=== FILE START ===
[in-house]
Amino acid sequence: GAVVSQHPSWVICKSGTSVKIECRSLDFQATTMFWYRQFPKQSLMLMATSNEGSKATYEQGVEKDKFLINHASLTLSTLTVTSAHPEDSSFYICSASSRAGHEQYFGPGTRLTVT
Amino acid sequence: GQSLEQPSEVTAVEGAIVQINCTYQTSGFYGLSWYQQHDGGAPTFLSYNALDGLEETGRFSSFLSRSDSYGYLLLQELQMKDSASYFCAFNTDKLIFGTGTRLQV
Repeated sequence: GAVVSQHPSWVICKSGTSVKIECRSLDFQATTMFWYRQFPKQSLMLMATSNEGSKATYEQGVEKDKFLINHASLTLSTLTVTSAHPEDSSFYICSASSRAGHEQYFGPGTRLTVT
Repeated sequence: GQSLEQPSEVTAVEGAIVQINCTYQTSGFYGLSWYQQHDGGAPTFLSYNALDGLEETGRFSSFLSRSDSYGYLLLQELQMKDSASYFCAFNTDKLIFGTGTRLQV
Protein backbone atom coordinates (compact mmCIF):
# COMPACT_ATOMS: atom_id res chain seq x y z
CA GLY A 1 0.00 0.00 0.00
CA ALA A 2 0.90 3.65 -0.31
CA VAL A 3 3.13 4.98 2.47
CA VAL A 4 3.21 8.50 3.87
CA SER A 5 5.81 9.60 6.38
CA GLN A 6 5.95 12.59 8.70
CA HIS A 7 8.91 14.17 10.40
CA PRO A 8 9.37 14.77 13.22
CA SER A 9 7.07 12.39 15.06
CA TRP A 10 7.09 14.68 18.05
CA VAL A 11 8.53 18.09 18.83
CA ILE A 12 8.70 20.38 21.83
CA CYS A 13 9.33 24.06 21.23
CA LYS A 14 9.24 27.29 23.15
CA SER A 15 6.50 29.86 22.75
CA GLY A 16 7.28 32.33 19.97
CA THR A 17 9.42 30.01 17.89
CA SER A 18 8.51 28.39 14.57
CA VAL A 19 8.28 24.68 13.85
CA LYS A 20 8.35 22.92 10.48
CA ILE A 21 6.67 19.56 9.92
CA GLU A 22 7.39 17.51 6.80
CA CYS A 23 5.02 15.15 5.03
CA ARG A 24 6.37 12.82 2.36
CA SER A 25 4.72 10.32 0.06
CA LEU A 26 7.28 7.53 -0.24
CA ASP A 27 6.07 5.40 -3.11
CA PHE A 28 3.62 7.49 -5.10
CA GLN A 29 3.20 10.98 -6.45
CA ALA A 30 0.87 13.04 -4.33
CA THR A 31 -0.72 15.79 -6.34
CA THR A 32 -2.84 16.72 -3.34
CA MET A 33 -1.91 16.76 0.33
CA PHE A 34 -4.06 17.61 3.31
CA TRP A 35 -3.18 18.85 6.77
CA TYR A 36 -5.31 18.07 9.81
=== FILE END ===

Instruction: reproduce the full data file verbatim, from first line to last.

[in-house]
Amino acid sequence: GAVVSQHPSWVICKSGTSVKIECRSLDFQATTMFWYRQFPKQSLMLMATSNEGSKATYEQGVEKDKFLINHASLTLSTLTVTSAHPEDSSFYICSASSRAGHEQYFGPGTRLTVT
Amino acid sequence: GQSLEQPSEVTAVEGAIVQINCTYQTSGFYGLSWYQQHDGGAPTFLSYNALDGLEETGRFSSFLSRSDSYGYLLLQELQMKDSASYFCAFNTDKLIFGTGTRLQV
Repeated sequence: GAVVSQHPSWVICKSGTSVKIECRSLDFQATTMFWYRQFPKQSLMLMATSNEGSKATYEQGVEKDKFLINHASLTLSTLTVTSAHPEDSSFYICSASSRAGHEQYFGPGTRLTVT
Repeated sequence: GQSLEQPSEVTAVEGAIVQINCTYQTSGFYGLSWYQQHDGGAPTFLSYNALDGLEETGRFSSFLSRSDSYGYLLLQELQMKDSASYFCAFNTDKLIFGTGTRLQV
Protein backbone atom coordinates (compact mmCIF):
# COMPACT_ATOMS: atom_id res chain seq x y z
CA GLY A 1 0.00 0.00 0.00
CA ALA A 2 0.90 3.65 -0.31
CA VAL A 3 3.13 4.98 2.47
CA VAL A 4 3.21 8.50 3.87
CA SER A 5 5.81 9.60 6.38
CA GLN A 6 5.95 12.59 8.70
CA HIS A 7 8.91 14.17 10.40
CA PRO A 8 9.37 14.77 13.22
CA SER A 9 7.07 12.39 15.06
CA TRP A 10 7.09 14.68 18.05
CA VAL A 11 8.53 18.09 18.83
CA ILE A 12 8.70 20.38 21.83
CA CYS A 13 9.33 24.06 21.23
CA LYS A 14 9.24 27.29 23.15
CA SER A 15 6.50 29.86 22.75
CA GLY A 16 7.28 32.33 19.97
CA THR A 17 9.42 30.01 17.89
CA SER A 18 8.51 28.39 14.57
CA VAL A 19 8.28 24.68 13.85
CA LYS A 20 8.35 22.92 10.48
CA ILE A 21 6.67 19.56 9.92
CA GLU A 22 7.39 17.51 6.80
CA CYS A 23 5.02 15.15 5.03
CA ARG A 24 6.37 12.82 2.36
CA SER A 25 4.72 10.32 0.06
CA LEU A 26 7.28 7.53 -0.24
CA ASP A 27 6.07 5.40 -3.11
CA PHE A 28 3.62 7.49 -5.10
CA GLN A 29 3.20 10.98 -6.45
CA ALA A 30 0.87 13.04 -4.33
CA THR A 31 -0.72 15.79 -6.34
CA THR A 32 -2.84 16.72 -3.34
CA MET A 33 -1.91 16.76 0.33
CA PHE A 34 -4.06 17.61 3.31
CA TRP A 35 -3.18 18.85 6.77
CA TYR A 36 -5.31 18.07 9.81